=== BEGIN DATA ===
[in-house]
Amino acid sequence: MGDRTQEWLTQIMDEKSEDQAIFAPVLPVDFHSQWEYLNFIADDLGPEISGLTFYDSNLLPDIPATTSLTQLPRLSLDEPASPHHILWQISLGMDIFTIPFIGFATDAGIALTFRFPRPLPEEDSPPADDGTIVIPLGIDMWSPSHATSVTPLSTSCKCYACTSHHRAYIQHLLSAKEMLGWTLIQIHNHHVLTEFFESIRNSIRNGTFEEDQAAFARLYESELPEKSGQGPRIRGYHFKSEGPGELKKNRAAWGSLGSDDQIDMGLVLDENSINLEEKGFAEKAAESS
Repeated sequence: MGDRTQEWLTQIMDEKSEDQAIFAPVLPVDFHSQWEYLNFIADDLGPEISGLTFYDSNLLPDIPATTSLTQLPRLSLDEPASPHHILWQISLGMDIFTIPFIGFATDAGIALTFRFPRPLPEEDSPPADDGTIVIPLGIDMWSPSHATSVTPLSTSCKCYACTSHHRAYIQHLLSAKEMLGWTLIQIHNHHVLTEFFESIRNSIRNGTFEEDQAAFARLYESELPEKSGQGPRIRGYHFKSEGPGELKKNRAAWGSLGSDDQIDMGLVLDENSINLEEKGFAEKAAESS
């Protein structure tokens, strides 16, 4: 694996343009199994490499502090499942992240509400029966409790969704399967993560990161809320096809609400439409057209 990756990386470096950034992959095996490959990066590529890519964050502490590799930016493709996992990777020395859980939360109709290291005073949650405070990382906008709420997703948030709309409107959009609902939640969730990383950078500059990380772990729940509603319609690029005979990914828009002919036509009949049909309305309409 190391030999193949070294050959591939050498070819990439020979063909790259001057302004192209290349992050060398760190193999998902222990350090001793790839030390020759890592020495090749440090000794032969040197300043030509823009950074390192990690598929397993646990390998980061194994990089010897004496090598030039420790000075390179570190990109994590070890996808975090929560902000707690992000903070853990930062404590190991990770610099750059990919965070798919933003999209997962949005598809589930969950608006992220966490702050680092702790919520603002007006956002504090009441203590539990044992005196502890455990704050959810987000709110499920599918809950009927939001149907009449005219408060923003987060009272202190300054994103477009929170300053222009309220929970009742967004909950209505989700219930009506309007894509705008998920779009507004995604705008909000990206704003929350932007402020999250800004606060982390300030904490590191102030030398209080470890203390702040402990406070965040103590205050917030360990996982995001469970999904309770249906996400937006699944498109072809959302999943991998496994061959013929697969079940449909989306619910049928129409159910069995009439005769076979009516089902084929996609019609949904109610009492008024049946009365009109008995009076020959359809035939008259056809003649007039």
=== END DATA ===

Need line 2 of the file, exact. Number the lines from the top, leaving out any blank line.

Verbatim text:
Amino acid sequence: MGDRTQEWLTQIMDEKSEDQAIFAPVLPVDFHSQWEYLNFIADDLGPEISGLTFYDSNLLPDIPATTSLTQLPRLSLDEPASPHHILWQISLGMDIFTIPFIGFATDAGIALTFRFPRPLPEEDSPPADDGTIVIPLGIDMWSPSHATSVTPLSTSCKCYACTSHHRAYIQHLLSAKEMLGWTLIQIHNHHVLTEFFESIRNSIRNGTFEEDQAAFARLYESELPEKSGQGPRIRGYHFKSEGPGELKKNRAAWGSLGSDDQIDMGLVLDENSINLEEKGFAEKAAESS